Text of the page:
Starting to rebuild my site to get off of Jekyll/GitHub pages. I think I have a static site generator that is simple and flexible. Here's how it works: by default it just recurses through a source directory, rendering markdown files into HTML and copying everything else verbatim. If it encounters a static site generation script while recursing though it invokes it instead, allowing for arbitrary custom logic.

For example, certain subpages require custom indexing, like my portfolio projects or my blog. Some subpages should actually clone a totally different repository and run some commands, EG in the case of generated documentation for projects. Coming up with a generic system to cover all these cases is a quagmire, so I'm thinking it's just simple default behavior plus software for customization.

one thing i want to add is a kind of git-integration where you can see past versions of each page. this will come with time though.

@nasser in the precursor to (my static site generator), i used git integration to display creation and edit dates on articles

now i only rely on inline metadata (a yaml chunk) because the git method doesn't differentiate between a content change and a refactor

@gaeel oh interesting! can you elaborate on that? what do you mean by a refactor in the context of a website/blog?

@nasser changes to the file structure or format of the inline metadata, for instance, which mean i have to move the files around or change them in a small way
interpreting any change to a file in the git history as "an update to the article" isn't helpful
the structure and metadata have crystallised now (which is also why i was able to release the generator as a publicly useable tool), and i don't expect to change these in breaking ways any more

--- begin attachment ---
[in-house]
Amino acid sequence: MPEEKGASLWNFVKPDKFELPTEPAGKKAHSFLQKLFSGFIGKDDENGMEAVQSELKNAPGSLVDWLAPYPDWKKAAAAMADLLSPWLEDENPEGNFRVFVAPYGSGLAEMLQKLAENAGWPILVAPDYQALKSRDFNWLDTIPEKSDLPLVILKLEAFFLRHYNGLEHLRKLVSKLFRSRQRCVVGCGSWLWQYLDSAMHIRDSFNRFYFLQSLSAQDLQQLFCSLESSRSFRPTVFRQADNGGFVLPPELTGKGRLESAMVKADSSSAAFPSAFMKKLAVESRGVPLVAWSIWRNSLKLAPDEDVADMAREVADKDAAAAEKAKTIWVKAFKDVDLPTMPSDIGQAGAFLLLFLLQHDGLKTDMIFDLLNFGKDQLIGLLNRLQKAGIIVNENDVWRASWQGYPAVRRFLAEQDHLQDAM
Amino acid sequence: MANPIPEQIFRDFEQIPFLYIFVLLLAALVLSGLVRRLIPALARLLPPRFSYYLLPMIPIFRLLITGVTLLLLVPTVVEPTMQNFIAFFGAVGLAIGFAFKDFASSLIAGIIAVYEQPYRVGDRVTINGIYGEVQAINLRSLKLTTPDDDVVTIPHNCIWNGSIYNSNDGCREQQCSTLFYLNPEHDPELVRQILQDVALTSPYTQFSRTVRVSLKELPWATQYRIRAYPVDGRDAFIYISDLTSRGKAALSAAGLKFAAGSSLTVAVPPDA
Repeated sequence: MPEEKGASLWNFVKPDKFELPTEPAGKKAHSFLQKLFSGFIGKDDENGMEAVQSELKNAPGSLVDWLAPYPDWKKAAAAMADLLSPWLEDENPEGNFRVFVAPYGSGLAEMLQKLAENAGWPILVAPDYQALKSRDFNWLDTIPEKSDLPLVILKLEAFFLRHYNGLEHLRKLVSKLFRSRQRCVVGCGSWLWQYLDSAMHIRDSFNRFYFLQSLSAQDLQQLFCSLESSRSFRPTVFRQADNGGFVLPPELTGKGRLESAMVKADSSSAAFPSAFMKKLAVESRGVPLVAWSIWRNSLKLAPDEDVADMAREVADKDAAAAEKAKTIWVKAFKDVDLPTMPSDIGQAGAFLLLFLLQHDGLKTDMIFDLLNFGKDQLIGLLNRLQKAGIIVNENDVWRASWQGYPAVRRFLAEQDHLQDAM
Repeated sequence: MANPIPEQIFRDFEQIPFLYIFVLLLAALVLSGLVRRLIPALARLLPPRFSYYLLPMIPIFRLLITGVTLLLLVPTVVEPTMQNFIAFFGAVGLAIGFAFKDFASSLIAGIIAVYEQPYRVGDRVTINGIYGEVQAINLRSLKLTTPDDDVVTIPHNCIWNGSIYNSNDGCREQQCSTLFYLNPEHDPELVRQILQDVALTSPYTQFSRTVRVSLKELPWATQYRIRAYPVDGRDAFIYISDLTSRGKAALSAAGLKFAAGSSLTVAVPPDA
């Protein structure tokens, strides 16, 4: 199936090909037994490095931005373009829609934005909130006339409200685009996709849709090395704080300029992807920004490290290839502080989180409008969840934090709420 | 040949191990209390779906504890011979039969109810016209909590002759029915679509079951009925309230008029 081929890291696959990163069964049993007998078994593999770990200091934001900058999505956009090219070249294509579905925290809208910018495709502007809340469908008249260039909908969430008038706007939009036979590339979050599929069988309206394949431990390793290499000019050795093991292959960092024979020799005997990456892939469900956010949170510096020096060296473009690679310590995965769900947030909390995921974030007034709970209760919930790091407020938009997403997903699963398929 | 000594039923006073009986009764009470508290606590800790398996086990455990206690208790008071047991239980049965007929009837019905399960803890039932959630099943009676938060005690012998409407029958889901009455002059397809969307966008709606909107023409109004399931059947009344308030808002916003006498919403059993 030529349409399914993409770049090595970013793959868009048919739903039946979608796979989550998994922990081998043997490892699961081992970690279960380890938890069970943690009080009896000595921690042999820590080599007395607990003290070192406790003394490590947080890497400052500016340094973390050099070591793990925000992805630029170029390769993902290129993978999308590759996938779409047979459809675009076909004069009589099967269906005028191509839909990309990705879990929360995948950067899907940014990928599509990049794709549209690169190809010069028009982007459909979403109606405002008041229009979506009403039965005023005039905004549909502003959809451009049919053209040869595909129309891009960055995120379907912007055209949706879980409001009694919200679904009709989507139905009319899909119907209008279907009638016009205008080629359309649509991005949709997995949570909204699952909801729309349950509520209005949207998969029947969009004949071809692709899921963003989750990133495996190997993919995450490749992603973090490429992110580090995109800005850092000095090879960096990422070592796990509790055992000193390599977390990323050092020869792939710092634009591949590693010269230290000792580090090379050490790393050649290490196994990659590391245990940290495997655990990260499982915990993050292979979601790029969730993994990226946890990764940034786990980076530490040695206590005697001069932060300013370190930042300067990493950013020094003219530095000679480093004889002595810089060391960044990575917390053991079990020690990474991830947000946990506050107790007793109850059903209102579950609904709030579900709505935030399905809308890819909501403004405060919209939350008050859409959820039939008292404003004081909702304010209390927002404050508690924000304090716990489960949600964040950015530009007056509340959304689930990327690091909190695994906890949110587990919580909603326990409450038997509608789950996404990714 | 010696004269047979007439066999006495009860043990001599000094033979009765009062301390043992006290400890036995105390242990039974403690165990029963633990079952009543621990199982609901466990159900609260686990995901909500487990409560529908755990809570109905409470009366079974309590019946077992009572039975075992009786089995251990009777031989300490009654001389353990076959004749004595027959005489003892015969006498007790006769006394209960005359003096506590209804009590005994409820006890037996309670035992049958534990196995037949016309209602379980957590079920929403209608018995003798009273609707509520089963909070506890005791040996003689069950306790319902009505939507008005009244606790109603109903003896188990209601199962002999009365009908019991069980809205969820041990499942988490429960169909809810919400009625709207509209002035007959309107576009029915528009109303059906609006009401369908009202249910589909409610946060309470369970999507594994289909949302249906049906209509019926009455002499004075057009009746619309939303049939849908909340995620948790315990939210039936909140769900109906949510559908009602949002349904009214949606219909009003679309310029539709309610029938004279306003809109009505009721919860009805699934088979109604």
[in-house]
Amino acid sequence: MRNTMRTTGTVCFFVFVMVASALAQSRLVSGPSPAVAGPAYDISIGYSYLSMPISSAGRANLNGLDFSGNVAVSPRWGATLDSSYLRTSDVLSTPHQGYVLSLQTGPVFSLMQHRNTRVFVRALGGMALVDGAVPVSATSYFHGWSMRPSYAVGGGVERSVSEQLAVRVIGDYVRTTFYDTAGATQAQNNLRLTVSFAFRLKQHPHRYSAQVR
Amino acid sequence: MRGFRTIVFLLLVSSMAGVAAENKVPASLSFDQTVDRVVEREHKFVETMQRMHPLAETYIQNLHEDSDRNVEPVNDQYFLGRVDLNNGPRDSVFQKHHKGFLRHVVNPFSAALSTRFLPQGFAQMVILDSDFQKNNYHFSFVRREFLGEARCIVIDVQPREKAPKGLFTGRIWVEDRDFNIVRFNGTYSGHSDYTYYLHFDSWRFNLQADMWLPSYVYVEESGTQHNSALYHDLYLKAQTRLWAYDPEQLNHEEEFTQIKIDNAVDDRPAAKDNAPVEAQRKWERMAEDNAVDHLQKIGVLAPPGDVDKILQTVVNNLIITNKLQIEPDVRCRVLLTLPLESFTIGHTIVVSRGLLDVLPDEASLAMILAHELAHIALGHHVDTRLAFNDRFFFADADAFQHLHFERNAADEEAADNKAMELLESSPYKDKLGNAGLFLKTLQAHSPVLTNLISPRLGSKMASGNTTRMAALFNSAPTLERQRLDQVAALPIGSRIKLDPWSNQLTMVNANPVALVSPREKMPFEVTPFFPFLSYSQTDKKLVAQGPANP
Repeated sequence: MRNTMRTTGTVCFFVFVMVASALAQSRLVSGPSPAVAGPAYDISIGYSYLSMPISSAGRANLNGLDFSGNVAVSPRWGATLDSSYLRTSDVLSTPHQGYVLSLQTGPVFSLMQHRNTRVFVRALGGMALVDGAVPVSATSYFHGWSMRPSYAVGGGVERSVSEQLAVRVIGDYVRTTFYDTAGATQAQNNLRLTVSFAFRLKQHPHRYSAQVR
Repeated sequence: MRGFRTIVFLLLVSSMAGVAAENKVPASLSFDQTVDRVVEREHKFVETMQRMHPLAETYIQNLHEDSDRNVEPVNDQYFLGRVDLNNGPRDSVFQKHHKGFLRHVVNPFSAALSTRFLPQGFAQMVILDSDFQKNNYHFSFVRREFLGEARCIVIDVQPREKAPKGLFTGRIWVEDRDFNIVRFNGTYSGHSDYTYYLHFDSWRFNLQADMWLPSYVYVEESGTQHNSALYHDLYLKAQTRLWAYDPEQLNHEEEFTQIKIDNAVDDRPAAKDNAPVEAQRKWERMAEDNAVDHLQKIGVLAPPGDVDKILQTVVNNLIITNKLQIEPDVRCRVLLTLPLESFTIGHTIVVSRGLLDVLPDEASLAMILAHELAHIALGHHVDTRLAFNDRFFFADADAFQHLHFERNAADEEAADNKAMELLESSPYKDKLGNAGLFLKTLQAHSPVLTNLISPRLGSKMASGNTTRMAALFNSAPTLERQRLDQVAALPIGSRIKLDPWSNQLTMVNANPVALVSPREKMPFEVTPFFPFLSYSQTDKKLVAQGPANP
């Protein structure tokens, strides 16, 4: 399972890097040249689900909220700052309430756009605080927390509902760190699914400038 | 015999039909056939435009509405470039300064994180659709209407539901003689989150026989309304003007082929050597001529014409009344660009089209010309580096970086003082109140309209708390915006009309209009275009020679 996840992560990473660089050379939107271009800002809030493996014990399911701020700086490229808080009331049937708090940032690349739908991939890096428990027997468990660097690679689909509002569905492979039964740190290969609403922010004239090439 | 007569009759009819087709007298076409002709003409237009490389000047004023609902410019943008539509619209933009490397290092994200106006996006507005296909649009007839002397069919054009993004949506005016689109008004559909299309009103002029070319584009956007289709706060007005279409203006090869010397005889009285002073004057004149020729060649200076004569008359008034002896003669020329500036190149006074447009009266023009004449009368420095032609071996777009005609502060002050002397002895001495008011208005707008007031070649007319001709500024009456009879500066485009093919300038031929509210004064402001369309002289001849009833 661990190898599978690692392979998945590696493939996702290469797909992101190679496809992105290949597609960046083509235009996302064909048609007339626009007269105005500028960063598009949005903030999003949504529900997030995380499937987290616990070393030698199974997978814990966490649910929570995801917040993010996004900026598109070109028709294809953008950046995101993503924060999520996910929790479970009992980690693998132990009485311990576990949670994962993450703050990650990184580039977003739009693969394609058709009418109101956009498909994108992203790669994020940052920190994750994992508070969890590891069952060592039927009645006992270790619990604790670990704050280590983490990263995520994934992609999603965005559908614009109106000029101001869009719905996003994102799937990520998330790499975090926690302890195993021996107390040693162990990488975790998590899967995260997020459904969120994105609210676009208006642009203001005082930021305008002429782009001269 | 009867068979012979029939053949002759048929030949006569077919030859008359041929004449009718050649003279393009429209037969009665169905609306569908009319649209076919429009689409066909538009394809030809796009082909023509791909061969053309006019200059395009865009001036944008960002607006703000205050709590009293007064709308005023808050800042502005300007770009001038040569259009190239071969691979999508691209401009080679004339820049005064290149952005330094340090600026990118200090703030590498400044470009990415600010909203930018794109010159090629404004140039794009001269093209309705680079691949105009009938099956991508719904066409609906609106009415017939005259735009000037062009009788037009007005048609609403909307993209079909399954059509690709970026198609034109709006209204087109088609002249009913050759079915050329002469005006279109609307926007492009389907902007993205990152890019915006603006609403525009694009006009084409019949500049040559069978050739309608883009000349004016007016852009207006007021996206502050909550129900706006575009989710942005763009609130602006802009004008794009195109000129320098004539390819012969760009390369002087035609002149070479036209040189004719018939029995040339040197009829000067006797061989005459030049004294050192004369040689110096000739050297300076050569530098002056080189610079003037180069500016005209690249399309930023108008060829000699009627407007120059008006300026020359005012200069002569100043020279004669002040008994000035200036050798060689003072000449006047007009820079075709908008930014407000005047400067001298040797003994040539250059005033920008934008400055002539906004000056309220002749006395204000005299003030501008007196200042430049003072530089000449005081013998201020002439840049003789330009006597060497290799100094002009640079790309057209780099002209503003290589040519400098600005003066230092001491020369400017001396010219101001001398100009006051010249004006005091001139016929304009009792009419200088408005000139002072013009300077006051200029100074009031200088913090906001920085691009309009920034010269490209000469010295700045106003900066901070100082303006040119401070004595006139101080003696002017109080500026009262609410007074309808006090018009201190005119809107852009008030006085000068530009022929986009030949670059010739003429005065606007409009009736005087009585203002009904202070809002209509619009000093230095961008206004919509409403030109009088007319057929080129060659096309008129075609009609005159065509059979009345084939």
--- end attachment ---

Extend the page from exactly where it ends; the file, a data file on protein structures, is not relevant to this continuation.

@nasser that said, i probably wouldn't use git as a way to track "updates to articles" today either, many updates are typo or link rot fixes, which i don't think warrant a "article updated on <date>" mention

@nasser certainly not in the same way as adding an errata or addendum to an article, for instance

@gaeel hmm thats a level of granularity i never considered, honestly. i feel like i am OK with those? i like the idea of using git to get a "created" date which is fixed to the repository. if you wanted i suppose you could filter the commits based on commit message to filter out insignificant changes. ie commits with [typo] in the message do not contribute to the public "history"

@nasser yeah, that could work

i think i'm focusing more on a files-only system though, having part of the data encoded in files and another part encoded in the vcs complicates things

@gaeel yeah that's totally fair, that makes sense as well. your SSG looks really cool!

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